29. The Windup Girl by Paolo Bacigalupi

Neuromancer, grown up and moved to Thailand. I'm working my way through the Hugo nominees, starting here. TWG is set in a nearish future where peak oil has come and gone, global warming has raised the sea levels, and GMO food products and custom plagues have wiped out the world's food supply. The only food crops are those purchased annually from the big food corporations. Except in Thailand... Bacigalupi paints a believable and unsettling future, with the kind of accelerating future shock that reminds me of William Gibson. It's not a cheerful book, but it is wonderfully written.

curgoth: (Default)
( Jun. 4th, 2010 12:41 pm)

18.Issola by Steven Brust

Cosmic Vlad is cosmic. Also, *sniff*. Chronologically, this is as far as I got when I initially read the Vlad books.

19.More Eric Meyer On CSS by Eric Meyer

Eric Meyer's a pretty good writer, and I am interested in CSS. However, my last big drive to learn a pile of CSS a few years ago covered most of the new techniques Meyer presents, so I mostly got some incremental improvements to my skill set. Also, it reminded me why I stopped getting excited about CSS and web design - to make pretty designs you really need to be either a good artist, a good photographer, or have access to a really nice stock photo library. Next time I'm doing web design I'll probably be glad for all the IE bug workarounds from this, though.

20.Athyra by Steven Brust

Paternal Vlad is... not so paternal actually. Hi Dee Hi Dee Ho la. Step on out.

21.Orca by Steven Brust

Financial Vlad is financial. Surprise endings! (not that surprising if you were paying attention)

22.Dragon by Steven Brust

Military Vlad is military. Some day I think I might work up something about the never-ending fantasy series and the apparent need for one installment wherein the hero enlists. Vlad does it, Tavi of Calderon does it, and I'm sure comparisons can be pulled out for Miles Vorkosigan and Harry Dresden, too. Tangentially, there's also a common theme of premise threat and having it followed through late in the series, but that's a different post that requires spoiler warnings and footnotes. Some times I just need to remind myself that I always hated writing essays in school.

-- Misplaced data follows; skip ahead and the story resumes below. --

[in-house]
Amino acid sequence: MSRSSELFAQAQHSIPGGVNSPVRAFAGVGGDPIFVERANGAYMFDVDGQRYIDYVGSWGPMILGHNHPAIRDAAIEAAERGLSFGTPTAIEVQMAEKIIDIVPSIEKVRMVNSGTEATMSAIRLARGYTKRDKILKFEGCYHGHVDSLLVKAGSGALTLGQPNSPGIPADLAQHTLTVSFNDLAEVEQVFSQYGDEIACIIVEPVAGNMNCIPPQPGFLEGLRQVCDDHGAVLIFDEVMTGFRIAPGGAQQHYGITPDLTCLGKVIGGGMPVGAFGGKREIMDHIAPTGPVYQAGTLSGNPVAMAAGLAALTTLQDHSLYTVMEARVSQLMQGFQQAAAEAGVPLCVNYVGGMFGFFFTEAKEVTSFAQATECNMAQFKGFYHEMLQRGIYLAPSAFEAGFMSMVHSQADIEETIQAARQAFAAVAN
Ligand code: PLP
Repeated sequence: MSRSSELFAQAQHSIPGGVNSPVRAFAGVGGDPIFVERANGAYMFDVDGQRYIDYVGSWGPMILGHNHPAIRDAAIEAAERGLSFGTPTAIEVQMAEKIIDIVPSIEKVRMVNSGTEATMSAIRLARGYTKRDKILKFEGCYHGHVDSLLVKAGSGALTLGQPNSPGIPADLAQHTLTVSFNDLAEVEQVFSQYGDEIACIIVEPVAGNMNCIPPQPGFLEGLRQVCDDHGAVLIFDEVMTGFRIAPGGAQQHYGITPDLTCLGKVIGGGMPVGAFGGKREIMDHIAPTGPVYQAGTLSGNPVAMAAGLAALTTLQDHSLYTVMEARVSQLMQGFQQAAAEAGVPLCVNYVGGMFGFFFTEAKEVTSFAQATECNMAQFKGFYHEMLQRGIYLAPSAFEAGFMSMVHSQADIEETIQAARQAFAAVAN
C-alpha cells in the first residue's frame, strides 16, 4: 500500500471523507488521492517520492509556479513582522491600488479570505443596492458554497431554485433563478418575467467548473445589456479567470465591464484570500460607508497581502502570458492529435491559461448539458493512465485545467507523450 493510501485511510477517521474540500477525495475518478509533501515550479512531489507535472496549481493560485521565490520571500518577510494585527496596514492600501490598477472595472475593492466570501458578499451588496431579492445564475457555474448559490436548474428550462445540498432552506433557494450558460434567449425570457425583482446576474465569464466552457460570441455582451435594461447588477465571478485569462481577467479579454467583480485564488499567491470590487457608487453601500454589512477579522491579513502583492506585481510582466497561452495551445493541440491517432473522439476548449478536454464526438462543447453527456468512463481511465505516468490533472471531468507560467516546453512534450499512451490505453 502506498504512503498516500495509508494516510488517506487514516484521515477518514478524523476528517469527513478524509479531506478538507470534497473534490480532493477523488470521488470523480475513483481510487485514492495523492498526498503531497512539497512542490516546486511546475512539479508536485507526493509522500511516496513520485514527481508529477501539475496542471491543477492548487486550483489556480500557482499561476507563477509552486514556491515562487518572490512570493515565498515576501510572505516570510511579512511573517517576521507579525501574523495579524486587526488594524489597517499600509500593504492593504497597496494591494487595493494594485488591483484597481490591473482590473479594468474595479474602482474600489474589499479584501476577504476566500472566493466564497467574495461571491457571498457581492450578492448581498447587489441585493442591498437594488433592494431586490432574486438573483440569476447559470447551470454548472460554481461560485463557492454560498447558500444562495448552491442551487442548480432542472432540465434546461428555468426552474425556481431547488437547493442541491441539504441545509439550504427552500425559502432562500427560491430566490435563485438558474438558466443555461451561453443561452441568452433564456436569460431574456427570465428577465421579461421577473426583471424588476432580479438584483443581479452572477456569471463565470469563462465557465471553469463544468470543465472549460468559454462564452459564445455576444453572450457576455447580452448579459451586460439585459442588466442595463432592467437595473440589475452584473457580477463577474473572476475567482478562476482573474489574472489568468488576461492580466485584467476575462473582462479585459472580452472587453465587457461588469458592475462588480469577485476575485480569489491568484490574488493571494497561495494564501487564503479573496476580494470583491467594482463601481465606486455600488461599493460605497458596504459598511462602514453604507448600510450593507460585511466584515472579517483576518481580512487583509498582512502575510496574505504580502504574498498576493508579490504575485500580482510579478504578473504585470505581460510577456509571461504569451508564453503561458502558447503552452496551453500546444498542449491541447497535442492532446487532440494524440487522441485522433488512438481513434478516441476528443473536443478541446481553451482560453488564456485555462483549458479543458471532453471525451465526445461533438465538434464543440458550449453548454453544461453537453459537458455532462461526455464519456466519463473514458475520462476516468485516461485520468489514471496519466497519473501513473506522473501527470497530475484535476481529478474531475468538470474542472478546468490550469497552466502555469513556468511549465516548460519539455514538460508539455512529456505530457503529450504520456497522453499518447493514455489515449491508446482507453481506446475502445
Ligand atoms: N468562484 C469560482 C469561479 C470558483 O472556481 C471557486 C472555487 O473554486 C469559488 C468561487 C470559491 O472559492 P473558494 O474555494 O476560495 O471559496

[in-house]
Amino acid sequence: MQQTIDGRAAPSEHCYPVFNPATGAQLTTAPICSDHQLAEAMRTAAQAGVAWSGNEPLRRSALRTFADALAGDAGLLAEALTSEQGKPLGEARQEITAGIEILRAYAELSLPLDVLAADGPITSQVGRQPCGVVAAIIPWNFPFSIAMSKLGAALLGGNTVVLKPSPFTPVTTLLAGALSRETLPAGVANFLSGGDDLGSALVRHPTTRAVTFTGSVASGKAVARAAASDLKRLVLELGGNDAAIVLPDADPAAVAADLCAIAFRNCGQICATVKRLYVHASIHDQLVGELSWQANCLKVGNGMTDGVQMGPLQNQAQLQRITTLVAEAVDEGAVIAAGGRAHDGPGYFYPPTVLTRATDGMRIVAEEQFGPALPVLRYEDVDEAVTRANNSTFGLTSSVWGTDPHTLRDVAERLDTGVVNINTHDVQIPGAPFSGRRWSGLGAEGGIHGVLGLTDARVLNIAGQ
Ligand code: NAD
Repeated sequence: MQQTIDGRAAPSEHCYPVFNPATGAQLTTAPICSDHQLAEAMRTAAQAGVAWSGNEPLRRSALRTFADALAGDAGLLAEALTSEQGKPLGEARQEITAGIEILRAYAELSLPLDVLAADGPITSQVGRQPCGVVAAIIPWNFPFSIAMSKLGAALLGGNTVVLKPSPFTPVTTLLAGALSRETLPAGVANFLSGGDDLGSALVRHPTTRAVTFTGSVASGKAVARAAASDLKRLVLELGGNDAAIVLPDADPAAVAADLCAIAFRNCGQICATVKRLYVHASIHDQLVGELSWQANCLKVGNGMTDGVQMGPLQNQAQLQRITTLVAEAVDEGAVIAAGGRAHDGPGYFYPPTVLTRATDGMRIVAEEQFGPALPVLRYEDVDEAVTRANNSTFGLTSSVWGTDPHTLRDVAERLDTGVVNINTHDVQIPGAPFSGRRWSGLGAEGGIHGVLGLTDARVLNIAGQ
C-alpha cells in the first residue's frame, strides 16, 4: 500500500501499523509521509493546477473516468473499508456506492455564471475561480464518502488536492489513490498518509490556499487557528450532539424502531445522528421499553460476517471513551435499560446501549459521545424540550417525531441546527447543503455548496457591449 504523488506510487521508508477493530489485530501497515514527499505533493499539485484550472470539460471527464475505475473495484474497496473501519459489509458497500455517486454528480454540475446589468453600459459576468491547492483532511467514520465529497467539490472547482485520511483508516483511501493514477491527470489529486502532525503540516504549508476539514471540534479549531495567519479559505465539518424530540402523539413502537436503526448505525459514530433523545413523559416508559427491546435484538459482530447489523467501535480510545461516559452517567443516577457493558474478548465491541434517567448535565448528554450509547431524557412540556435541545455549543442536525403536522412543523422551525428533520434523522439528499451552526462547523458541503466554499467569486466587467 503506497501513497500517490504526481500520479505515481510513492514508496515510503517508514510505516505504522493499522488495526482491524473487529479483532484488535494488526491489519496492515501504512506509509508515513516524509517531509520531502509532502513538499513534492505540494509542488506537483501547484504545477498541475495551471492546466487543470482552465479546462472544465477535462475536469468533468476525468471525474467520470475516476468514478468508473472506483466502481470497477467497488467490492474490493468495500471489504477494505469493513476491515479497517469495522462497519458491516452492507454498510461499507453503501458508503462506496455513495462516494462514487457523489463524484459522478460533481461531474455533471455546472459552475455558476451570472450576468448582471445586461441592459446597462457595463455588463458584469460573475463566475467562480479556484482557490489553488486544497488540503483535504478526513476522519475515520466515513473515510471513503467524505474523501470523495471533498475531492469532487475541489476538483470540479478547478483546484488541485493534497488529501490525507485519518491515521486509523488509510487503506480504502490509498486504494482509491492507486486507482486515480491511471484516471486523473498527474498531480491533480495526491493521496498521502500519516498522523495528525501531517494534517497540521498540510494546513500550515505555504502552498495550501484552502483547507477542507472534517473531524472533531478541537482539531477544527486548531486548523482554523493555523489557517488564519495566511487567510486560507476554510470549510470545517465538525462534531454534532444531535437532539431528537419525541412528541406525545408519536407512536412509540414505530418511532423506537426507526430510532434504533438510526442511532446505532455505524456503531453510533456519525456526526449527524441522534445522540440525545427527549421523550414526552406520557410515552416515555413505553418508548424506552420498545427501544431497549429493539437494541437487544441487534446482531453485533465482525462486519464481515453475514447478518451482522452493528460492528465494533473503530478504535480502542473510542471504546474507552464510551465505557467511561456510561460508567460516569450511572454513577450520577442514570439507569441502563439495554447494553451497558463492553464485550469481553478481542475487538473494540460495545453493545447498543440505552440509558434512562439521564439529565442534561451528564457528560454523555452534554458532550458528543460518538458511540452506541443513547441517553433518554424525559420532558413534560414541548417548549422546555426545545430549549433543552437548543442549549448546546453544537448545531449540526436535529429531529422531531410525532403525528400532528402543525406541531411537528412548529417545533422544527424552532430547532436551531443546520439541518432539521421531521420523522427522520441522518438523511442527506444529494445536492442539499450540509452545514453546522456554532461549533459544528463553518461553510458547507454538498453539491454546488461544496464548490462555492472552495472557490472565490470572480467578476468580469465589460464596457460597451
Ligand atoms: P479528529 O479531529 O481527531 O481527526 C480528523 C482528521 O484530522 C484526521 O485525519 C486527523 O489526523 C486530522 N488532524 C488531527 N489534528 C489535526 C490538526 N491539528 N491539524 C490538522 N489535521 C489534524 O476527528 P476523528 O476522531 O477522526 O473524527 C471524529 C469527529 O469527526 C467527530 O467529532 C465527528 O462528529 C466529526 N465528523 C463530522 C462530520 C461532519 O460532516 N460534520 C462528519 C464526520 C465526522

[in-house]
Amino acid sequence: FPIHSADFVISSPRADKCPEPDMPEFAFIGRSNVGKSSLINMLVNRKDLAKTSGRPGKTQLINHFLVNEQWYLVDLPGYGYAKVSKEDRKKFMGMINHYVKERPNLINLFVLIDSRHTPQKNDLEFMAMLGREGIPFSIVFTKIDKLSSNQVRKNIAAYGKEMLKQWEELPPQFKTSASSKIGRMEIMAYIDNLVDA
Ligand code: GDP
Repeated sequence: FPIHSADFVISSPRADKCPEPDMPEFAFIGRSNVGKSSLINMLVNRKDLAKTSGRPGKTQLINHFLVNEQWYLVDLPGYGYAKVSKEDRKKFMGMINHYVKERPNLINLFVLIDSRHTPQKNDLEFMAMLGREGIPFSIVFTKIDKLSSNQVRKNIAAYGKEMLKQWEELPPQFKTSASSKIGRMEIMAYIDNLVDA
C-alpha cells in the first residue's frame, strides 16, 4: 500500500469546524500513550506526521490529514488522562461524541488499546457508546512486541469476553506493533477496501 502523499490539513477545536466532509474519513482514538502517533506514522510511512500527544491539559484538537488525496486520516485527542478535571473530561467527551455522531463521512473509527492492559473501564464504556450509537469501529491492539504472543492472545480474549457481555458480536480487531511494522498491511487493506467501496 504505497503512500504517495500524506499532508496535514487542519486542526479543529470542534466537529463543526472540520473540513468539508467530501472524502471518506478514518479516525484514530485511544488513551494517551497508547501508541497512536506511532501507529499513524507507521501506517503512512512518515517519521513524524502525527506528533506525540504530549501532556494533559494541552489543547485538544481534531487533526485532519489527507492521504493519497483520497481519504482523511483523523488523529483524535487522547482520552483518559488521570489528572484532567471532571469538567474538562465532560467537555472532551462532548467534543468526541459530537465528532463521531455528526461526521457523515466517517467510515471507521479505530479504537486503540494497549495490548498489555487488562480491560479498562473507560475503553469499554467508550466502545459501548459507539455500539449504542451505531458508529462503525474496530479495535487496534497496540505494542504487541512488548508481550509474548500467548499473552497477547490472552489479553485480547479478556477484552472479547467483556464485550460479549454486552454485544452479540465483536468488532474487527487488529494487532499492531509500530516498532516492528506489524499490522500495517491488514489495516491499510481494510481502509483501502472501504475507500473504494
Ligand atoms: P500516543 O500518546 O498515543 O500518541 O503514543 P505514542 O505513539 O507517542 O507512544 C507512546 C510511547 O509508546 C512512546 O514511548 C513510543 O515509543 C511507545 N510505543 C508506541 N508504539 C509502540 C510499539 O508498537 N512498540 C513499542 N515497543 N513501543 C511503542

23.Ink-Stained Amazons and Cinematic Warriors by Jennifer K. Stuller

My Fandom Has a Publisher! This is a great book. Stuller writes from what seems to me to be a distinctly fannish meets academia POV. The book examines female heroes in comics, movies and TV. It covers how they're portrayed in contrast with male heroes, where they succeed and fail from a feminist perspective, and how the archetype of the female hero is forming. I especially like the parts about how the female hero's journey (in constrast to the Conradian hero's journey) is shaping up in popular culture. This is, in a lot of ways, the book I had been hoping for with Mike Madrid's book on femlae superheroes in the last booklog post. Stuller's language use is interesting - she uses feminist/academic terms fairly casually, but also uses what I think of as fan language - "The Scoobies", "Uber-whatever", etc. All in all, I am quite happy that I picked this up. It's given me a lot to think about, especially for gaming and writing female heroes.

So, my next Vlad books will be ones I actually haven't read before. Next up, Dzur, followed by Jhegaala. Then I have to wait for paperbacks. I should probably head to chapters and put in my next order...
curgoth: (Default)
( Apr. 29th, 2010 10:07 am)

8. Chill by Elizabeth Bear

Probably my favourite Bear setting. Nanotech! A decadent aristocracy fighting back form the brink of annihilation! In spaaaaace! I had forgotten how much influence this had on the Nano-Victorian Future setting. I want a basilisk.

9. Boneshaker by Cherie Priest

Steampunk! Zombies! Airships! Believable characters! Boneshaker's up for a Hugo, and it deserves to be.